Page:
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Gear Prudence: I’m a regular bike commuter and have been riding the same route for years. Over the past few years, the number of bike lanes along my commute has grown, but I still notice streets that don’t have them that I think should. How do I get a bike lane put in or let the government know that I think they should add one? —Please Anyone Install New Thoroughfare
Dear PAINT: The answer is way more complicated than buying ski masks and taking to the streets under the cover of darkness with a yardstick and white paint. Guerilla bike lane painting might solve your issue, but it’s not exactly legal or long-lasting. Plus, bike lanes aren’t painted—they’re thermoplastic strips that are affixed to the roadway with the use of blowtorches. In conclusion, GP says no ski masks, no nocturnal legal subversion, and no blowtorches.
But if you’re a thrill seeker looking for an adrenaline rush, try a different kind of crazy adventure: local civic participation. There are a few different avenues by which citizens can advocate for bicycle infrastructure improvements. One is through your jurisdiction’s bicycle advisory committee. Even if you don’t want to join (membership rules vary), you should at least contact them to express your particular concern. They might be able to give you more information about future plans or help convey your concern along to those in the position to help. You should also contact the neighborhood civic association or local ANC representative. While they get a bad rap for anti-bike NIMBYism, this isn’t universally true, and some are quite receptive and supportive.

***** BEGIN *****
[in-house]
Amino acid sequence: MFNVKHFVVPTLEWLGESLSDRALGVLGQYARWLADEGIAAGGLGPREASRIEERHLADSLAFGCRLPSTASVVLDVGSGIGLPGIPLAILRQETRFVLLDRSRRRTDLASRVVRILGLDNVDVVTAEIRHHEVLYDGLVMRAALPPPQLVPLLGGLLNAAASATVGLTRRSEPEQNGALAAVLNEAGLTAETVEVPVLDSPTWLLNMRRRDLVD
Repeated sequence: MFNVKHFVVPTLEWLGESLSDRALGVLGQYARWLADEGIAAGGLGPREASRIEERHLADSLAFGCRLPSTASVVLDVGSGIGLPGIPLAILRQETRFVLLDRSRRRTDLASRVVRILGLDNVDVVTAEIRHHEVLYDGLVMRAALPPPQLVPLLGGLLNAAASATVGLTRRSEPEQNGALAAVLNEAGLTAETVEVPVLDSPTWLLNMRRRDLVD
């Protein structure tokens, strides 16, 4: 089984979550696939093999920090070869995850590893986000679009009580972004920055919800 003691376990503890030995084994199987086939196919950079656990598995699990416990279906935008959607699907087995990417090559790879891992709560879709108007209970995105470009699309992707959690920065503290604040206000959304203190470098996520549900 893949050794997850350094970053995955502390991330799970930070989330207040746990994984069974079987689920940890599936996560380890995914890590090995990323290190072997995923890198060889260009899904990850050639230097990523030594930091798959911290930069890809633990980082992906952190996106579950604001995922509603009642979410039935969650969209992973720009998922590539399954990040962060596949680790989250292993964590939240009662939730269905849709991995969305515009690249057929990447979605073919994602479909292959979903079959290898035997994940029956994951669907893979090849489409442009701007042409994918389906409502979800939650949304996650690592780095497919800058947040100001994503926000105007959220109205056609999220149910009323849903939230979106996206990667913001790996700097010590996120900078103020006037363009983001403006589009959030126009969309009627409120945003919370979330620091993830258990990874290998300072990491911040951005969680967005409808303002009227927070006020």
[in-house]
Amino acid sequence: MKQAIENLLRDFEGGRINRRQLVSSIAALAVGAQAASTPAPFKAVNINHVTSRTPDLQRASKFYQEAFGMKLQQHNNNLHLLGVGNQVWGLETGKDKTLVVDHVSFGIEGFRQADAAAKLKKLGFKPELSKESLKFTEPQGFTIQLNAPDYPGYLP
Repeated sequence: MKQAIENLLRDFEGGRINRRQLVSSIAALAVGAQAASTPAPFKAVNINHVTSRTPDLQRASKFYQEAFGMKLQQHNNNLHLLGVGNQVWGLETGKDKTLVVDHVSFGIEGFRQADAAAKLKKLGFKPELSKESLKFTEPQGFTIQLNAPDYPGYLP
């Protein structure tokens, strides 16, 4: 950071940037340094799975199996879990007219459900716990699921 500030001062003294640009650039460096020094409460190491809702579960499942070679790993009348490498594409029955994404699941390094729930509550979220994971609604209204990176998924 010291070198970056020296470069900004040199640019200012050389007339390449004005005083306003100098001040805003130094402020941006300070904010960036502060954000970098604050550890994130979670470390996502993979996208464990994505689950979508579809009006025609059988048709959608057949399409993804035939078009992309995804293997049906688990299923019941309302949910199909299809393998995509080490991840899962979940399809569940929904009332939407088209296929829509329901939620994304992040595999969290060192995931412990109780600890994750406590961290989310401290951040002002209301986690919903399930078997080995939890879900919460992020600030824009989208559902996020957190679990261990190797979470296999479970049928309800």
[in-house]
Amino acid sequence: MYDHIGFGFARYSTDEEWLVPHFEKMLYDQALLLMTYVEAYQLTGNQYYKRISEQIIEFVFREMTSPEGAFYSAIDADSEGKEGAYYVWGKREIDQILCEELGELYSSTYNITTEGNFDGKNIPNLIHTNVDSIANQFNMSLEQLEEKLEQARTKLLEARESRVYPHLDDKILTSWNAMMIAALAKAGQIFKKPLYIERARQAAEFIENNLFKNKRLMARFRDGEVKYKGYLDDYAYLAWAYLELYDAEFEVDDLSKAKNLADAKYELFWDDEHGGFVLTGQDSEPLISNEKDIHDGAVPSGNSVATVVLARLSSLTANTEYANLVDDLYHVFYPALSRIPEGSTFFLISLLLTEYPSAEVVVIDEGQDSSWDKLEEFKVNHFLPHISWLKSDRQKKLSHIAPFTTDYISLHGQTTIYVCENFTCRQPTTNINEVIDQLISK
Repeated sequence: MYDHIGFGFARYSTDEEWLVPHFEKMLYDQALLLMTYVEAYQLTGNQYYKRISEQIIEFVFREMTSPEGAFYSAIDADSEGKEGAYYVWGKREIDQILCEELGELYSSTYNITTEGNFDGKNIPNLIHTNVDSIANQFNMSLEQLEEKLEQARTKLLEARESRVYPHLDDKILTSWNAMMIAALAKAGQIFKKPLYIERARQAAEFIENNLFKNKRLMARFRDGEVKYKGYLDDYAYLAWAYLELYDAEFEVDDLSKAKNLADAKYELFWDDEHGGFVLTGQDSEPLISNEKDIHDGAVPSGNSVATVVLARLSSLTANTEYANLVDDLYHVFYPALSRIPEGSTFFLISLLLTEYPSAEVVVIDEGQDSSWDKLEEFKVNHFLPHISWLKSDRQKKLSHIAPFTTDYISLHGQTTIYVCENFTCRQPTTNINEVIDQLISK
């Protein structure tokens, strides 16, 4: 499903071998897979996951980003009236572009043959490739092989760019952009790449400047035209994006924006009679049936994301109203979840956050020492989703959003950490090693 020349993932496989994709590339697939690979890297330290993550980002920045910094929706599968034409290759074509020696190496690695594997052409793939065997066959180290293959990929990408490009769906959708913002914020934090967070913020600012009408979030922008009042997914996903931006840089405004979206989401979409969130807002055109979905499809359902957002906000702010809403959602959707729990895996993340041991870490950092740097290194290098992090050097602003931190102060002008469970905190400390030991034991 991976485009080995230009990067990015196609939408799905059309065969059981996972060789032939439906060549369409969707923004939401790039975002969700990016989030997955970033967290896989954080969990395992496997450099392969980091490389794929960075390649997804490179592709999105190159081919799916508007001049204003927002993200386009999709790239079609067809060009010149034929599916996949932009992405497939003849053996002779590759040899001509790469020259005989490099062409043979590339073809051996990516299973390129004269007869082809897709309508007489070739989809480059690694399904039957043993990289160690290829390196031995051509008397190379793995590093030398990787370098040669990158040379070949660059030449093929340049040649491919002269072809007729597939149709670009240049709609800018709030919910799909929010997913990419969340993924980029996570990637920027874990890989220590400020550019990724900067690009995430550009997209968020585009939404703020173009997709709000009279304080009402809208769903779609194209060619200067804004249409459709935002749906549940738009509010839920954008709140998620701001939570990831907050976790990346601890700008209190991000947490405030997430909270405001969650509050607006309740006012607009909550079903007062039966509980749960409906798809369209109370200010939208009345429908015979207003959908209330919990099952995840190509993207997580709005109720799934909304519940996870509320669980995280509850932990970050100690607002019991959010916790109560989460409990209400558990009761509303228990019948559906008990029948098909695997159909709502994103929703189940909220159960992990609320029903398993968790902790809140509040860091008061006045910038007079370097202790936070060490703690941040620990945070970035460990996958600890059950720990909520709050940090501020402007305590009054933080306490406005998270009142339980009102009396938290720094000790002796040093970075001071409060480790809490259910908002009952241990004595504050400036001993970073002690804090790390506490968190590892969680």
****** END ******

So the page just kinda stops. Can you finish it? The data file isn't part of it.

Another way to advocate for bike lanes is by going to meetings related to projects in particular locations. When there’s a major development in an area or general plans to redesign a road or intersection, there’s invariably a public meeting (or 12). Show up and say that bike lanes are important to you. Issues with the public right-of-way are always complicated, but speaking up for your preferences is vital.
Last, but not least, consider emailing the bicycle planner at the local transportation department. Lead with “I pay your salary, so here’s the deal.” Government employees really like that. (Editor’s note: This is sarcasm, in case you were confused.) Then inquire about the possibility of a bike lane in your desired location. There are a lot of engineering guidelines that dictate where bike lanes can and cannot go, but these are the professionals who know those rules and who make the long-term plans, so it never hurts to ask. —GP
Gear Prudence is Brian McEntee, who tweets at @sharrowsDC. Got a questions about bicycling? Email firstname.lastname@example.org.